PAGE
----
LESSON PLAN: ‘Good, Better, Best’, Author: Maria Tzotzou

LESSON PLAN: ‘Good, Better, Best’

*Recommending an alternative to unit 6 of the E’ class coursebook entitled ‘Good, Better, Best’ and is thematically related to Geography (cross-curricular link: items of Geography); it is used as a medium of practicing comparisons and contrasts about places and other geographical items.

Pre-speaking stage (10 min):

Step 1: Ls are asked to join a class discussion by comparing and contrasting the two biggest Greek cities, Athens and Thessaloniki, to activate their world schemata and attract their interest from the very beginning introducing the necessary linguistic input (vocabulary, grammar & pronunciation).

Step 2: During the lead-in discussion, Ls are asked to contribute their knowledge to fill in a chart with missing information on the BB about the two Greek cities raising their hands to answer the relevant questions posed by the teacher.

Step 3: Based on the information recorded in the chart, Ls compare and contrast the two cities on their own, guided by the teacher’s triggering questions.

While-speaking stage (20 min):

Step 4: The teacher sets the scene inviting Ls to imagine they are teenagers who want to study abroad, in a European city, but they face a dilemma and have to answer the following question: “London or Rome is the best city to live and study?”

Step 5: To reach a decision, Ls are divided into groups of 4. Each group is going to process the information provided about London and Rome in order to be able to decide/vote the best city to live and study.

Step 6: Each group is sub-divided into two pairs of Ls. In each pair, one learner plays the role of the candidate student who asks questions related to certain city features, similar to the ones discussed in the pre-speaking stage, and the other one plays the role of the British or the Italian friend respectively who provides the information needed by answering the relevant questions. To this end, the two Ls who play the role of the candidate university students are provided with a card with questions and the other two Ls who play the role of the foreigners are given cards with a chart including all the necessary information.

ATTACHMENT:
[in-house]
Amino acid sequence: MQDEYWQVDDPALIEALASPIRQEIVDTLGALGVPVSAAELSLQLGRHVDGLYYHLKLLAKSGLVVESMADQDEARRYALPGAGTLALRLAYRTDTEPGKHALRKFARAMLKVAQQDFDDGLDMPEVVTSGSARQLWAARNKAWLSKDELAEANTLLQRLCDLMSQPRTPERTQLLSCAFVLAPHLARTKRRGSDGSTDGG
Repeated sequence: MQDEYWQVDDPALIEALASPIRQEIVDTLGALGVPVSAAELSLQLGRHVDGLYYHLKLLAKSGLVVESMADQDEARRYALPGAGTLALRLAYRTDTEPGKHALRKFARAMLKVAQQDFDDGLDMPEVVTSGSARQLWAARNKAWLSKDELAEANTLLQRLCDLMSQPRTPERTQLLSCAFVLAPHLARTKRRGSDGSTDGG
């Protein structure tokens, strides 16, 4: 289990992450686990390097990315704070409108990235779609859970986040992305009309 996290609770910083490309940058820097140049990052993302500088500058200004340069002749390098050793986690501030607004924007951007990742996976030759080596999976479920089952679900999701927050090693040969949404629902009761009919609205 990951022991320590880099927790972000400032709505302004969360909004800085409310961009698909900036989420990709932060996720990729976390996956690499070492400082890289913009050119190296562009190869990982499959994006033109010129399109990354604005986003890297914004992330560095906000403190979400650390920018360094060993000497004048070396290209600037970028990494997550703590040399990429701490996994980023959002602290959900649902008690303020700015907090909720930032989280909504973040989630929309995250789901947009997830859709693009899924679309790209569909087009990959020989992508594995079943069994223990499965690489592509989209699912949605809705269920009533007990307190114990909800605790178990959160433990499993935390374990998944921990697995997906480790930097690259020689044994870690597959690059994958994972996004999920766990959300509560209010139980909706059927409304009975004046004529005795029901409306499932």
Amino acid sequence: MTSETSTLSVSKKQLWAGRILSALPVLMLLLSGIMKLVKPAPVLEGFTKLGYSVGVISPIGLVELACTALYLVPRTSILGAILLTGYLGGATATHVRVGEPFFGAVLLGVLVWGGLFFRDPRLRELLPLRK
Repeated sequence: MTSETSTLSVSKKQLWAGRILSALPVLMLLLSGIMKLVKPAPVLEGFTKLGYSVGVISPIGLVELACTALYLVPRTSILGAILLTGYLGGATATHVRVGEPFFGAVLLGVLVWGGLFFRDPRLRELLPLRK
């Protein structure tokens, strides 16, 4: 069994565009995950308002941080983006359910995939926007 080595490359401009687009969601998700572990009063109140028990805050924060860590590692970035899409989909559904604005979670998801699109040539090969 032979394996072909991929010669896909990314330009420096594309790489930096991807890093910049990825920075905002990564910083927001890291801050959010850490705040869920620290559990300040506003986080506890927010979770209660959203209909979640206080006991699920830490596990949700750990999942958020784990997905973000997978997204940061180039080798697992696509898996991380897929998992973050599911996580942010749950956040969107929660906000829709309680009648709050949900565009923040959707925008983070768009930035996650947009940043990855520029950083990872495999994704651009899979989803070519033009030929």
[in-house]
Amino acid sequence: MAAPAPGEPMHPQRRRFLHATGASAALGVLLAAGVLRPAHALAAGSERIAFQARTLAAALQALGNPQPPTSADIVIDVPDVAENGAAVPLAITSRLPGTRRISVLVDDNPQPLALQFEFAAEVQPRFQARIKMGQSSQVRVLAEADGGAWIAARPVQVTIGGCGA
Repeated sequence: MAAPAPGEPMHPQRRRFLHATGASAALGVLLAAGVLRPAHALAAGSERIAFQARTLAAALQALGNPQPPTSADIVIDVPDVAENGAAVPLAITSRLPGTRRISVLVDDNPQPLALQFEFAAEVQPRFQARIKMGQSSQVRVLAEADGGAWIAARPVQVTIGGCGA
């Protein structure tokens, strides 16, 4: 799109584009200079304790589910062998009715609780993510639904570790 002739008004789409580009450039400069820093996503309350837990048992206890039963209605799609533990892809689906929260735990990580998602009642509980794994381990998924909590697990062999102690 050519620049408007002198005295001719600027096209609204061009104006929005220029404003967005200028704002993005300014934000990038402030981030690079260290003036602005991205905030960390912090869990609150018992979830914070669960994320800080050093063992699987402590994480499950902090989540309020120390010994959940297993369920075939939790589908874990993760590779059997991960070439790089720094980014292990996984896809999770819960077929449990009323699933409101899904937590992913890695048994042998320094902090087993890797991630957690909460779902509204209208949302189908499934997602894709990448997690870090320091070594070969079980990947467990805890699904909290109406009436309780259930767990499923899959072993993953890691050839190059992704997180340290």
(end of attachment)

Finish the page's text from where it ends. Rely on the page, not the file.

Step 7: Each pair of Ls acts out the dialogue in turn while at the same time the other pair takes notes filling the relevant chart column in order to collect information needed to compare and contrast the two cities.

Step 8: Then all 4 members of each group join a free discussion expressing themselves and their opinions about the best city to live and study and justify their answers using comparisons and contrasts to reach a decision about the best city to choose as a group.

Post–speaking Stage: (15 min)

Step 9: Ls from each group write a paragraph stating their final decision in written form and justify their choice by making comparisons and contrasts again.

Step 10: A representative of each group reports the paragraph back to the whole class and thus, each group’s ‘secret voting’ result is announced while at the same time the whole class is reaching  a final decision about which one, London or Rome, is the best city to live and study.

Step 11: What follows is a self-assessment questionnaire in order to get the necessary feedback.


Tick √ what’s true for you

Now I can:
compare and contrast two cities
pay attention to language pronunciation
ask questions to find out specific information
take notes while listening to someone speaking
act out a dialogue talking about cities
take turns while acting out a dialogue
participate in a free discussion
write a paragraph to compare cities
make a decision based on specific data
express my opinion in the foreign language
work well with my classmates


Maria D. Tzotzou holds a BA in English Language and Literature (National and Kapodistrian University of Athens), an MA in ‘Computational Linguistics ‘(National and Kapodistrian University of Athens-National Technical University of Athens, a MEd in ‘Studies in Education’ (Hellenic Open University) and a MEd in TESOL ‘Teaching English to Speakers of Other Languages'(Hellenic Open University). She has been a state EFL teacher (primary and tertiary education), teacher trainer and adult educator in EFL lifelong learning programs. Her research interests focus on ELT methodology, teacher training and distance lifelong learning.

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